There is a subtle contrast between coaching and mentoring. On one hand a coach teaches the specifics of something, or how things need to get done. While on the other side, a mentor focuses on why you should (or have to) do things. It would be tempting to say these two archetypes are just different sides of the same coin but I believe this would be an oversimplification. I think there is more value in seeing coaching and mentoring as two distinct skills that overlap and complement each other, not as a binary role that is either off or on.
Because a coach teaches you how to do something the lessons are often very task focused. This breaks down further to include what you need to do the task, when it needs to be done, and where it needs to be accomplished. The mentor contrasts this by teaching you why it’s important to know these things in the first place. For example, tying knots is a fairly simple task that a coach can teach you the basics of. In very little time you could understand the fundamentals of hitches and bites… but why even make the effort. The role of the mentor is to convince you that knowing these knots in the first place is an important skill to have. Maybe your coach is a search and rescue team member who uses compelling stories about high risk rescues that required the use of the knots you are learning? Now the coach is also filling the role of the mentor by imparting the skill and helping you understand why you need it. I learned how to tie a one-handed figure eight on a bite because of this coach and mentor experience I had when I was 16 years old in the Sierra Nevadas outside of Truck, and it has paid off more than once as I’ve traveled around the world. I was lucky enough to learn from a coach that was also subtly mentoring me.
A coach’s power is derived from their expertise in the field of instruction, while a mentor’s power is built from the level of trust established in the relationship. When these two sources of power are combined there is great potential power to influence someone’s actions and beliefs. By combining the coaching and mentoring processes we are able to more fully empower people with the skills they need and the proper motivation to practices, refine, and grow their personal Skill Tree.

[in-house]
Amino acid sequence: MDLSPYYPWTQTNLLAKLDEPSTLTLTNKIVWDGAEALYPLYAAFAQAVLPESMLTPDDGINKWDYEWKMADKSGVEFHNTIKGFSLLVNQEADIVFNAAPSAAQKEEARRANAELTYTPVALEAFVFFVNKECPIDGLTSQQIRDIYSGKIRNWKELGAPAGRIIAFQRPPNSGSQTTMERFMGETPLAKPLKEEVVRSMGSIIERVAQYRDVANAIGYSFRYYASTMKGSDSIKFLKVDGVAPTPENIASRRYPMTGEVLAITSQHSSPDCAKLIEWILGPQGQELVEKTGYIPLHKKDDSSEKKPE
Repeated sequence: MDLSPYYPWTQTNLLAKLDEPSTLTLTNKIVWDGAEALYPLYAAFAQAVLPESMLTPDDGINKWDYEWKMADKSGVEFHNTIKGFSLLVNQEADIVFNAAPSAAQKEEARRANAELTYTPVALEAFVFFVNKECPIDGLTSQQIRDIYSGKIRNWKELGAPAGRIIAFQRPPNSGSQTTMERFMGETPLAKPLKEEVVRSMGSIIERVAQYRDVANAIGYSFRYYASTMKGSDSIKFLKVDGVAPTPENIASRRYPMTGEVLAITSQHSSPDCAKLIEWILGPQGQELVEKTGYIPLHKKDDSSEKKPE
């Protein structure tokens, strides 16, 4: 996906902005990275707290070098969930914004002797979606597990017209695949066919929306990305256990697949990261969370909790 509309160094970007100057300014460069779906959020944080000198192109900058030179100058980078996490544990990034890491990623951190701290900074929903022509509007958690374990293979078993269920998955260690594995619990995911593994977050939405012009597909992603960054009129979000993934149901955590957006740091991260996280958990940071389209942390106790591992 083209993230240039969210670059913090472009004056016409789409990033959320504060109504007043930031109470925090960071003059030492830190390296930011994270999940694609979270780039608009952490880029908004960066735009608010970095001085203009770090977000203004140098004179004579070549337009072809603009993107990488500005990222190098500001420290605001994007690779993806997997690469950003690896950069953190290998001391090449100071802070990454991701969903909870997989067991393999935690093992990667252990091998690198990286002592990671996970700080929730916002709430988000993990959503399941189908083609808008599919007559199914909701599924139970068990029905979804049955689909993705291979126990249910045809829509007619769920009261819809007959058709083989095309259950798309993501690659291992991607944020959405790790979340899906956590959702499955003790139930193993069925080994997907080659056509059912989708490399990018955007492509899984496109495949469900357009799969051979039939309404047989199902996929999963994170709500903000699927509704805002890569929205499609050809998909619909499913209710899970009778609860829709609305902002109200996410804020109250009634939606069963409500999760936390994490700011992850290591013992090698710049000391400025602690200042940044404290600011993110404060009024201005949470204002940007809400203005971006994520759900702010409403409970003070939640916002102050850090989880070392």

I would argue that for any lasting learning to take place there needs to be both coaching and mentoring. There has been a great deal of discussion in leadership circles about the best way to engage people within these coaching and mentoring relationships. One of my favorite perspectives comes from Simon Sinek and his concept of Start with Why, and in an ideal situation starting with why can build a very strong foundation. But I have also found, in my own experience, that sometimes starting with what needs to be done and how it can be done will open the door to a deeper more reliable why. It absolutely can become a “what comes first” scenario. To avoid this just remember that learning what to do enables you to take action, which is required to be successful, while on the other hand understanding your why will increase your motivation to take action… but lacking the skill to actual do the task will lead to failure. Bottom line: they are not mutually exclusive so pursue both.
What are you thoughts? I would love to hear from you. Come on over to our closed facebook discussion group to share your insights. Or you can email me directly at Jon@masteryofskill.com. You can also sign up to receive The Friday Huddle, a short weekly email from me that gives you the tips, insights, and musings that have gotten me through the week.